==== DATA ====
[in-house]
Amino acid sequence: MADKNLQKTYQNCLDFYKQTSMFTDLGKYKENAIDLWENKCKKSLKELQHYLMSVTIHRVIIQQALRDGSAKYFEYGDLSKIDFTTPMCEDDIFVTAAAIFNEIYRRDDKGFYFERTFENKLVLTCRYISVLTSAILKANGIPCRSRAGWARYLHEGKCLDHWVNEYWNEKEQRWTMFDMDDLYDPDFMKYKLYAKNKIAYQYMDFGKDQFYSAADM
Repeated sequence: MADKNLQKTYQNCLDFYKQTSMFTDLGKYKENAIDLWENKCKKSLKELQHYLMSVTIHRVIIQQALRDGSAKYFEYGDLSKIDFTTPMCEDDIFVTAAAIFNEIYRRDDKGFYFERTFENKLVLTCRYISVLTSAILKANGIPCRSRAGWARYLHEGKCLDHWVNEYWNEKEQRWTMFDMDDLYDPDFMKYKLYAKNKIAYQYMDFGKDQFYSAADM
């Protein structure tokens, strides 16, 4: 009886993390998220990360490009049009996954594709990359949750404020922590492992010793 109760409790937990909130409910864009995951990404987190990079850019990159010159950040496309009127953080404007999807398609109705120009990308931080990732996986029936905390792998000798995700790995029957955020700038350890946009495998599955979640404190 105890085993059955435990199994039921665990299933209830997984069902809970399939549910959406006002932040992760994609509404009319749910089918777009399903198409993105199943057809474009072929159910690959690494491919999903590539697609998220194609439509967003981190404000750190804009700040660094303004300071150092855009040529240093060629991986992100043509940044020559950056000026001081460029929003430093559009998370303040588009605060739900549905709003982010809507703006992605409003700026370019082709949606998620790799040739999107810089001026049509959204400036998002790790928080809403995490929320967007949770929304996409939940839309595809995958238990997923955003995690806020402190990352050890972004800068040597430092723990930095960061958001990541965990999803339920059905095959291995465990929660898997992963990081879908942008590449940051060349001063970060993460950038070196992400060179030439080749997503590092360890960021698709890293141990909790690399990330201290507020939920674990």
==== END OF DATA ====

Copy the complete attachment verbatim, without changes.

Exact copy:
[in-house]
Amino acid sequence: MADKNLQKTYQNCLDFYKQTSMFTDLGKYKENAIDLWENKCKKSLKELQHYLMSVTIHRVIIQQALRDGSAKYFEYGDLSKIDFTTPMCEDDIFVTAAAIFNEIYRRDDKGFYFERTFENKLVLTCRYISVLTSAILKANGIPCRSRAGWARYLHEGKCLDHWVNEYWNEKEQRWTMFDMDDLYDPDFMKYKLYAKNKIAYQYMDFGKDQFYSAADM
Repeated sequence: MADKNLQKTYQNCLDFYKQTSMFTDLGKYKENAIDLWENKCKKSLKELQHYLMSVTIHRVIIQQALRDGSAKYFEYGDLSKIDFTTPMCEDDIFVTAAAIFNEIYRRDDKGFYFERTFENKLVLTCRYISVLTSAILKANGIPCRSRAGWARYLHEGKCLDHWVNEYWNEKEQRWTMFDMDDLYDPDFMKYKLYAKNKIAYQYMDFGKDQFYSAADM
């Protein structure tokens, strides 16, 4: 009886993390998220990360490009049009996954594709990359949750404020922590492992010793 109760409790937990909130409910864009995951990404987190990079850019990159010159950040496309009127953080404007999807398609109705120009990308931080990732996986029936905390792998000798995700790995029957955020700038350890946009495998599955979640404190 105890085993059955435990199994039921665990299933209830997984069902809970399939549910959406006002932040992760994609509404009319749910089918777009399903198409993105199943057809474009072929159910690959690494491919999903590539697609998220194609439509967003981190404000750190804009700040660094303004300071150092855009040529240093060629991986992100043509940044020559950056000026001081460029929003430093559009998370303040588009605060739900549905709003982010809507703006992605409003700026370019082709949606998620790799040739999107810089001026049509959204400036998002790790928080809403995490929320967007949770929304996409939940839309595809995958238990997923955003995690806020402190990352050890972004800068040597430092723990930095960061958001990541965990999803339920059905095959291995465990929660898997992963990081879908942008590449940051060349001063970060993460950038070196992400060179030439080749997503590092360890960021698709890293141990909790690399990330201290507020939920674990």